On October 1, 2008, Tax Executives Institute submitted the following comments to the U.S. Department of the Treasury and the Internal Revenue Service on Notice 2008-01, relating to the treatment of certain obligations of controlled foreign corporations for purposes of section 956 of the Internal Revenue Code. The comments were prepared under the aegis of TEI's International Tax Committee whose chair is Brian C. Ugai of Starbucks Coffee Company.
Tax Executives Institute commends the government for issuing Notice 2008-91, which temporarily expands to 60 days the period in which controlled foreign corporations may lend money to their U.S. shareholders without triggering section 956 of the Internal Revenue Code. Absent the notice, section 956 would generally require the U.S. shareholder to include such amounts in its taxable income because the amounts are considered "obligations" of U.S. persons.
In light of the financial liquidity crisis, the recent Treasury and IRS announcements are both welcome and appropriate. We believe, however, that additional action is warranted. Several suggestions for further action are advanced here as are recommendations for addressing the technical and administrative issues associated with Notice 2008-91.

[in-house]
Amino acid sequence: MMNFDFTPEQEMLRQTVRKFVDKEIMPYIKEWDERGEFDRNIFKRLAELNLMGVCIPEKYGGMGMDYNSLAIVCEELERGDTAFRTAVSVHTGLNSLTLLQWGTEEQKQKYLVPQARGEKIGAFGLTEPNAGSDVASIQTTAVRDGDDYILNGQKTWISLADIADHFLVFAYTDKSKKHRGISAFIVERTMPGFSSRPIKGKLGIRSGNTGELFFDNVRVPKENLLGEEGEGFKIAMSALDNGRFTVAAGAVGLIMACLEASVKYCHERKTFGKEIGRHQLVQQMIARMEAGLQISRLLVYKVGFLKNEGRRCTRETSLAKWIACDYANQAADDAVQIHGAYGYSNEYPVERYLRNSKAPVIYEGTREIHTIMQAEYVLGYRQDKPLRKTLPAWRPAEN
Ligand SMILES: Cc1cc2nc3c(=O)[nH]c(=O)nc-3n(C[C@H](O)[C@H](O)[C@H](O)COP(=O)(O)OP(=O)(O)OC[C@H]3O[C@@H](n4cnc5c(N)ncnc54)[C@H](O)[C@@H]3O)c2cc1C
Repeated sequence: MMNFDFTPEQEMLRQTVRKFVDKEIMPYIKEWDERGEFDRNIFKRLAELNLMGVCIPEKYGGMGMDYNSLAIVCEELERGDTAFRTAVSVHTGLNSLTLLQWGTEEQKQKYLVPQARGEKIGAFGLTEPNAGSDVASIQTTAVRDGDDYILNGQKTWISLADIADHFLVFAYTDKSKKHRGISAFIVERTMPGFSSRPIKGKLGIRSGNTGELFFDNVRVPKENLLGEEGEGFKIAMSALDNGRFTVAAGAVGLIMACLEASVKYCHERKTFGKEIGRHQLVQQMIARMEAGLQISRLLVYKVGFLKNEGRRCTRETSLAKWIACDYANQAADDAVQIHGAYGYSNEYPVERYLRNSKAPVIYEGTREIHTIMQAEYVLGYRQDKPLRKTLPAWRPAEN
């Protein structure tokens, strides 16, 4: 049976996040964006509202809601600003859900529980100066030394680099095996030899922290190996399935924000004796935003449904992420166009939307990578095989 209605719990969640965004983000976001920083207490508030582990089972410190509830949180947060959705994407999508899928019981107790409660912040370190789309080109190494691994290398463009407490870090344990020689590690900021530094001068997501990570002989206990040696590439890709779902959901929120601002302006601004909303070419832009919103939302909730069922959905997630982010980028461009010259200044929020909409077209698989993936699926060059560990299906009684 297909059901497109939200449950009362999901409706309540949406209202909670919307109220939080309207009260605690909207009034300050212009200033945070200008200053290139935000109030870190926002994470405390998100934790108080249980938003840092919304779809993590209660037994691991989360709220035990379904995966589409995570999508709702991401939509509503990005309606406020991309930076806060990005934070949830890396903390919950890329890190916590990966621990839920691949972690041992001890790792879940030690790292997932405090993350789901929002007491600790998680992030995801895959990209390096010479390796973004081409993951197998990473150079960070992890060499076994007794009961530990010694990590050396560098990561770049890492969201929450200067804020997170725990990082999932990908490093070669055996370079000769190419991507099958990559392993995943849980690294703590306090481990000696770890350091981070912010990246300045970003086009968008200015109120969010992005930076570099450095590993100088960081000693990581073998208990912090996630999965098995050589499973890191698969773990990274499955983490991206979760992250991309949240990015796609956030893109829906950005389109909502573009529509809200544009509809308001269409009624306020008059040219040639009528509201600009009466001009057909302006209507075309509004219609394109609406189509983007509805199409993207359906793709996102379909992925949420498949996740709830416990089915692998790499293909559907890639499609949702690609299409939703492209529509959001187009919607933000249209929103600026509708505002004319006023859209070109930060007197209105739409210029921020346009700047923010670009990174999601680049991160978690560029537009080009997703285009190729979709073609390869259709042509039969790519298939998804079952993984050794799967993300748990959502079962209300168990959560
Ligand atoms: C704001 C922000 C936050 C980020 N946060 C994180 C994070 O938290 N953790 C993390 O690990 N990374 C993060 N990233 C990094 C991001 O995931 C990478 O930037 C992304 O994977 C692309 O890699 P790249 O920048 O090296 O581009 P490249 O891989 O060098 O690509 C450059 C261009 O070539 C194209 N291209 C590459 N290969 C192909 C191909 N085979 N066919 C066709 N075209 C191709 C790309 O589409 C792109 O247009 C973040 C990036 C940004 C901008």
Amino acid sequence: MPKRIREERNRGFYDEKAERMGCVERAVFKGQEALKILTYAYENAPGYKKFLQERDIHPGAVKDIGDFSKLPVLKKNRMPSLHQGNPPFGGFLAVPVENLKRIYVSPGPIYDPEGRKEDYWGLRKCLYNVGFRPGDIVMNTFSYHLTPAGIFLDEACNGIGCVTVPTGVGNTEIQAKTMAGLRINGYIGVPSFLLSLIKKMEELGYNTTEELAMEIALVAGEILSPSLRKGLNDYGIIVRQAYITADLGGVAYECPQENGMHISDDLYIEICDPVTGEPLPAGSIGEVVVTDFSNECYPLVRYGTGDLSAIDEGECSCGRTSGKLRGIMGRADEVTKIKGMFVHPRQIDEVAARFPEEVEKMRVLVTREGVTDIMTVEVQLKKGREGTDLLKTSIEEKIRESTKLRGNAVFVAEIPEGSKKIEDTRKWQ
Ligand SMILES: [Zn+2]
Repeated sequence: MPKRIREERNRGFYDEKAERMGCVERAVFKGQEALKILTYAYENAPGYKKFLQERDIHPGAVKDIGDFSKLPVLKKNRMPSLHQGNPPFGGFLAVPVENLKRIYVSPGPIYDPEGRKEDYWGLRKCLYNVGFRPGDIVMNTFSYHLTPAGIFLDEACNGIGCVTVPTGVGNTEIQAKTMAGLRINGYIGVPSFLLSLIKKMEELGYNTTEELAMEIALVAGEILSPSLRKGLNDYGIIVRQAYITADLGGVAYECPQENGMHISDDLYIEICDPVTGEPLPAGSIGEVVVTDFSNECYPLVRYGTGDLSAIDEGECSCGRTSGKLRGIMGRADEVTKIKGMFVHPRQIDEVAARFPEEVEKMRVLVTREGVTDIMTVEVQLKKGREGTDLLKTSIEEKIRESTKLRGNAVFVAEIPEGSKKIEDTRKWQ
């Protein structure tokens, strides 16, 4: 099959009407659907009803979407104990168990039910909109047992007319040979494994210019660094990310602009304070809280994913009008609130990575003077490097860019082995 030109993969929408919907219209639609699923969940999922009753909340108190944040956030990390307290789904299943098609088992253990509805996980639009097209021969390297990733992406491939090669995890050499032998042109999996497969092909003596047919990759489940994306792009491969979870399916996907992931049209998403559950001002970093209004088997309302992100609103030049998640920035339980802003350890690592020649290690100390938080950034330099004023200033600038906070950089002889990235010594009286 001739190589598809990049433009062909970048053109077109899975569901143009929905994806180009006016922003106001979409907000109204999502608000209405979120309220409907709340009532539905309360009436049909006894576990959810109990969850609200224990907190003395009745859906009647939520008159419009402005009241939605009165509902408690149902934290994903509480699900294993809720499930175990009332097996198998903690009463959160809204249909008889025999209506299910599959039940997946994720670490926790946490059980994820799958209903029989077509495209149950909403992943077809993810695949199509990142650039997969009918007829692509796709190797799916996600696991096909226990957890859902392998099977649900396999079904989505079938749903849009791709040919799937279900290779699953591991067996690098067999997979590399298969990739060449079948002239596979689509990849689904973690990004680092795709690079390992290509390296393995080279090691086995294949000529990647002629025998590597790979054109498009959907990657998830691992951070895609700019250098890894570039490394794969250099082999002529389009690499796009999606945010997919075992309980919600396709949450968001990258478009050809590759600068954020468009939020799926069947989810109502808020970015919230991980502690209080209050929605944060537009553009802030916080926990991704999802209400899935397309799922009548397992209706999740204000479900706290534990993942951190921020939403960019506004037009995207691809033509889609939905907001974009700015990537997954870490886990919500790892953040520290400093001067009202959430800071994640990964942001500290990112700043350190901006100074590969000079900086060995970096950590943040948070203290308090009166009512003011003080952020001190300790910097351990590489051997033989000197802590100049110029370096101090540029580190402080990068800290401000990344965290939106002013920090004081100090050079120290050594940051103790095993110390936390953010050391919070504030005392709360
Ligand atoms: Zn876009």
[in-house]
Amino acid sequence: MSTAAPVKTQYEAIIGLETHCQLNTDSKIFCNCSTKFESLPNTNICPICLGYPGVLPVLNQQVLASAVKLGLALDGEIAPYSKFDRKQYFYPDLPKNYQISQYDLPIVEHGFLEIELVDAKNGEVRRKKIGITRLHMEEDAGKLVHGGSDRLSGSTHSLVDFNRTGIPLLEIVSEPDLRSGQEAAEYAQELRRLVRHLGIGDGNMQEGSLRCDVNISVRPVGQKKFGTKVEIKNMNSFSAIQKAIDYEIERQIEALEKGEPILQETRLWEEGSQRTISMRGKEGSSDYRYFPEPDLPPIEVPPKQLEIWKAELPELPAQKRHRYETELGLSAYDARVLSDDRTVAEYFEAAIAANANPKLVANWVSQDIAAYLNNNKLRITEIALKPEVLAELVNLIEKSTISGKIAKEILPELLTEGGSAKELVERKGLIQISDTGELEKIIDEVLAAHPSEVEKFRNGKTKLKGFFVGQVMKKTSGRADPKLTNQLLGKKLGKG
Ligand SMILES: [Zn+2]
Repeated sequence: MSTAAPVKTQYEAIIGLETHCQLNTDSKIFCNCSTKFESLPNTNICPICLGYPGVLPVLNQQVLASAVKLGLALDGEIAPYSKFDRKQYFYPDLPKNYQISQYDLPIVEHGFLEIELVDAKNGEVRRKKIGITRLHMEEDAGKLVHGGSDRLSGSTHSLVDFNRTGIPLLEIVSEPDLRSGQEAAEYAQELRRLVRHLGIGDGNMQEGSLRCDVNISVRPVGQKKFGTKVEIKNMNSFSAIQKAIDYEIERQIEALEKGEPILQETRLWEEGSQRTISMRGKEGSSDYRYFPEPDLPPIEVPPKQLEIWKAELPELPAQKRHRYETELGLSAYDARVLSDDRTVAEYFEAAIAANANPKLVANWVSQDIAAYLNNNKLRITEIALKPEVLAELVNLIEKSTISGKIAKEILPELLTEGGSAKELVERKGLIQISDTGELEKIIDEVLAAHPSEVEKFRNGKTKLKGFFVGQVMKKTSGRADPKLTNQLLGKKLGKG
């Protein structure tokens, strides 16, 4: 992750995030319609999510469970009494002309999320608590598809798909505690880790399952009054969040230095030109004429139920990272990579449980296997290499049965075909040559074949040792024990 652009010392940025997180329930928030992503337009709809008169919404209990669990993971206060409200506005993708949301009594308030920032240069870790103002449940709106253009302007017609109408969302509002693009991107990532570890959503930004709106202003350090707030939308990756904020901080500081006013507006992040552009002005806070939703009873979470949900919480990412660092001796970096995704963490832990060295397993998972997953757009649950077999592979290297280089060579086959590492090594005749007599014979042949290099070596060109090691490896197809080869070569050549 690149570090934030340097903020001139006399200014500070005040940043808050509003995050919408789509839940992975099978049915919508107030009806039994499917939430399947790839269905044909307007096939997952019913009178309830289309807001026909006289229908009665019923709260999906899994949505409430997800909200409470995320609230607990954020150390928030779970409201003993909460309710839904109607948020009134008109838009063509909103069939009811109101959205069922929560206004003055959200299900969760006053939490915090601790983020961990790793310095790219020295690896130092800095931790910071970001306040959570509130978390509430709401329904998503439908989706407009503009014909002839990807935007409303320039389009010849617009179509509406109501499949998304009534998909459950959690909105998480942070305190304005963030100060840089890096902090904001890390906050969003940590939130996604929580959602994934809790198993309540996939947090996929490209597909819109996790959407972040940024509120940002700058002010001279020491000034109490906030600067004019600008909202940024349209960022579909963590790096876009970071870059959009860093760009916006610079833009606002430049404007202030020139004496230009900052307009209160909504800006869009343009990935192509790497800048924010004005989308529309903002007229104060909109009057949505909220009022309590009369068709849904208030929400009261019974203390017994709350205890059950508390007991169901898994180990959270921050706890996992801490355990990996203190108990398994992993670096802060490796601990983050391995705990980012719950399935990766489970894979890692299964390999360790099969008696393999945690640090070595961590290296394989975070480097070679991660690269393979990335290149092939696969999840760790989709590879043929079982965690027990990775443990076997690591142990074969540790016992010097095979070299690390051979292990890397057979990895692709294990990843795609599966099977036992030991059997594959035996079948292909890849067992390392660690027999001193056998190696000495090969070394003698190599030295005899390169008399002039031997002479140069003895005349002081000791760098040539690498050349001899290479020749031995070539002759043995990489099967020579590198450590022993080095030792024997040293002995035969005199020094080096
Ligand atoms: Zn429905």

Notices 88-108 and 2008-91
Section 956 of the Code generally provides that a U.S. shareholder of a CFC will be taxed on an amount equal to the lesser of (i) the U.S. shareholder's pro rata share of the average amount of U.S. property held (directly or indirectly) by the CFC as of the close of each quarter of the taxable year, less that portion of the CFC's earnings and profits previously included in the shareholder's gross income, or (ii) the shareholder's pro rata share of the CFC's applicable earnings. Subsection (c) defines U.S. property to include an obligation of a U.S. person.
Notice 88-108, 1988-2 C.B. 445, provides an exception to section 956 treatment for an obligation that would otherwise be U.S. property if held at the end of the CFC's quarter in each taxable year. (1) This exception for obligations that are collected within 30 days from the time incurred, however, is only available if the CFC did not hold for more than 60 days during the year obligations that would qualify as U.S. property. The notice was issued to accommodate the situation in which a U.S. parent corporation borrows from its foreign affiliates at the end of each quarter to pay down external debt, a practice that permits the U.S. parent...